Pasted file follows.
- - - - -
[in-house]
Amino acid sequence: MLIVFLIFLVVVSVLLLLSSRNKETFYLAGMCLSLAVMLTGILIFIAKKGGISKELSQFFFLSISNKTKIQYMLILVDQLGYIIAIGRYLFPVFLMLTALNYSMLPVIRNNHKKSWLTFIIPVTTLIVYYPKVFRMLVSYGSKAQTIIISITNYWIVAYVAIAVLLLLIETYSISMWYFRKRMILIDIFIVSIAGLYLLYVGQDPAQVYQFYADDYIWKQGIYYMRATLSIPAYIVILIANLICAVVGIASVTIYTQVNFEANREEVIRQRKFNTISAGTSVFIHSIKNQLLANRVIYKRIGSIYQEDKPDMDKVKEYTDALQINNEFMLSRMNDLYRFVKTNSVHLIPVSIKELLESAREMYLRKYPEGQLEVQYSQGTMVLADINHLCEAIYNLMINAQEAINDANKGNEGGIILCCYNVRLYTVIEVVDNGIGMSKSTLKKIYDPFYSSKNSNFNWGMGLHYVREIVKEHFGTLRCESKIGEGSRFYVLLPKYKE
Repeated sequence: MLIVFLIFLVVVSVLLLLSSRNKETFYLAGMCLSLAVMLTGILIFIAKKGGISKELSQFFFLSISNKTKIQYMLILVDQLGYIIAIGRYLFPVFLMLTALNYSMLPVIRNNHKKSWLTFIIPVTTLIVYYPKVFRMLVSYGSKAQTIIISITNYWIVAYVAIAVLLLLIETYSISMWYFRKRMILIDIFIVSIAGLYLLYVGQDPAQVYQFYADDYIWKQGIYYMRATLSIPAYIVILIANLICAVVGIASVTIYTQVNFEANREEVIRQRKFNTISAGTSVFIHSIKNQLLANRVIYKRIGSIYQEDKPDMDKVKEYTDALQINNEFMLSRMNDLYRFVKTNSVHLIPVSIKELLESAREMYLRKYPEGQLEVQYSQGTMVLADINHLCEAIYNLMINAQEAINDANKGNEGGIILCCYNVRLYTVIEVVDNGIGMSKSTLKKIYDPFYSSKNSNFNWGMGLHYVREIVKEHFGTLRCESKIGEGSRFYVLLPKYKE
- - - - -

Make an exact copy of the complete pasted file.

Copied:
[in-house]
Amino acid sequence: MLIVFLIFLVVVSVLLLLSSRNKETFYLAGMCLSLAVMLTGILIFIAKKGGISKELSQFFFLSISNKTKIQYMLILVDQLGYIIAIGRYLFPVFLMLTALNYSMLPVIRNNHKKSWLTFIIPVTTLIVYYPKVFRMLVSYGSKAQTIIISITNYWIVAYVAIAVLLLLIETYSISMWYFRKRMILIDIFIVSIAGLYLLYVGQDPAQVYQFYADDYIWKQGIYYMRATLSIPAYIVILIANLICAVVGIASVTIYTQVNFEANREEVIRQRKFNTISAGTSVFIHSIKNQLLANRVIYKRIGSIYQEDKPDMDKVKEYTDALQINNEFMLSRMNDLYRFVKTNSVHLIPVSIKELLESAREMYLRKYPEGQLEVQYSQGTMVLADINHLCEAIYNLMINAQEAINDANKGNEGGIILCCYNVRLYTVIEVVDNGIGMSKSTLKKIYDPFYSSKNSNFNWGMGLHYVREIVKEHFGTLRCESKIGEGSRFYVLLPKYKE
Repeated sequence: MLIVFLIFLVVVSVLLLLSSRNKETFYLAGMCLSLAVMLTGILIFIAKKGGISKELSQFFFLSISNKTKIQYMLILVDQLGYIIAIGRYLFPVFLMLTALNYSMLPVIRNNHKKSWLTFIIPVTTLIVYYPKVFRMLVSYGSKAQTIIISITNYWIVAYVAIAVLLLLIETYSISMWYFRKRMILIDIFIVSIAGLYLLYVGQDPAQVYQFYADDYIWKQGIYYMRATLSIPAYIVILIANLICAVVGIASVTIYTQVNFEANREEVIRQRKFNTISAGTSVFIHSIKNQLLANRVIYKRIGSIYQEDKPDMDKVKEYTDALQINNEFMLSRMNDLYRFVKTNSVHLIPVSIKELLESAREMYLRKYPEGQLEVQYSQGTMVLADINHLCEAIYNLMINAQEAINDANKGNEGGIILCCYNVRLYTVIEVVDNGIGMSKSTLKKIYDPFYSSKNSNFNWGMGLHYVREIVKEHFGTLRCESKIGEGSRFYVLLPKYKE